The South African has made just one change from the France game with 118-times capped lock Alessandro Zanni replacing Dean Budd, who drops to the bench.
Zanni pulled out of the match against France before kick-off due to injury.
“It’s important to me to have a core of players who know exactly what we want and who can act as reference points on the pitch,” said the former Treviso and Free State Cheetahs coach.
The most difficult task would be to build a side who could be competitive throughout the match.
“Those who start as slightly the underdog tend to get into difficulty when they are ahead in the score,” said Smith.
“I think I already have clear how the situation will be halfway through the game.
“Physicality is an aspect of the game of Italy that we are trying to develop more and more.”
“We are well aware of the threats throughout their team and how their attacking game can cause problems for any defence.”
Townsend has dropped centre Huw Jones who played in both the defeats with Chris Harris coming in as one of three changes from the England game.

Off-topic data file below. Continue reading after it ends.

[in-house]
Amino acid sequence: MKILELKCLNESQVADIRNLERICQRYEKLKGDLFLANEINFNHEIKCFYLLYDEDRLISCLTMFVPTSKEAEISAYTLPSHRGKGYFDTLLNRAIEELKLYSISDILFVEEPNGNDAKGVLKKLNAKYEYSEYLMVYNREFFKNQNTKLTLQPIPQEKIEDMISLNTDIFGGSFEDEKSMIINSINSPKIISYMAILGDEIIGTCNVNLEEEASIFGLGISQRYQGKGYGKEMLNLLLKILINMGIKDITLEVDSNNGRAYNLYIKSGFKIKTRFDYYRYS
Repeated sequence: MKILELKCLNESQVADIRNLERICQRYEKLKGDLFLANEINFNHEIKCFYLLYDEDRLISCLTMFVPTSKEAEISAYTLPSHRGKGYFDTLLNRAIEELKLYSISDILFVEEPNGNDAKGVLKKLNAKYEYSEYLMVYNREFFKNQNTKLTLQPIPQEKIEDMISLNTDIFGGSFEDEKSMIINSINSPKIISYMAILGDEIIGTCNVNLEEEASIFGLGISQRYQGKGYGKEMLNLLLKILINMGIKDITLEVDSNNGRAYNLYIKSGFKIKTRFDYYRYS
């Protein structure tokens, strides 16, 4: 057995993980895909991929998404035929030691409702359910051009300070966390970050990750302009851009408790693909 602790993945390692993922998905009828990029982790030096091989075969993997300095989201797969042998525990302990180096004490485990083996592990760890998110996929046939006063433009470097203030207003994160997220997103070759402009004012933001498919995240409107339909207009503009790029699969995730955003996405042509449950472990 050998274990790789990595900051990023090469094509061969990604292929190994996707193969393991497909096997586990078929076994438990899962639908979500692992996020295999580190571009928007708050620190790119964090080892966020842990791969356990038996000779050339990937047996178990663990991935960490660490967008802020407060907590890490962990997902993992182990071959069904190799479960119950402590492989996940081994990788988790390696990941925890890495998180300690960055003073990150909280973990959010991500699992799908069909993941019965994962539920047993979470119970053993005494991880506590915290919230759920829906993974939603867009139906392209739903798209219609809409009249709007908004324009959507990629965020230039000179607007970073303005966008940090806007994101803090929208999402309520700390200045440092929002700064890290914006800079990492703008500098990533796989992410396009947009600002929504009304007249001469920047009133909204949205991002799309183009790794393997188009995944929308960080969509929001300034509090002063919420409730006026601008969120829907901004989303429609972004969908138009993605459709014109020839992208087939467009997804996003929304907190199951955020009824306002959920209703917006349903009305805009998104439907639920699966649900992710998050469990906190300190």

Former captain Stuart McInally comes in at hooker for Fraser Brown, who drops to the bench, and Ben Toolis starts in the second row with Jonny Gray side-lined with a hand injury.
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The match will be a big test for Scotland coach Gregor Townsend after a disappointing World Cup.
“It’s a different Italy team to the one we’ve played in the past,” said Townsend.
“In their opening two games of the championship they have played with real ambition and width.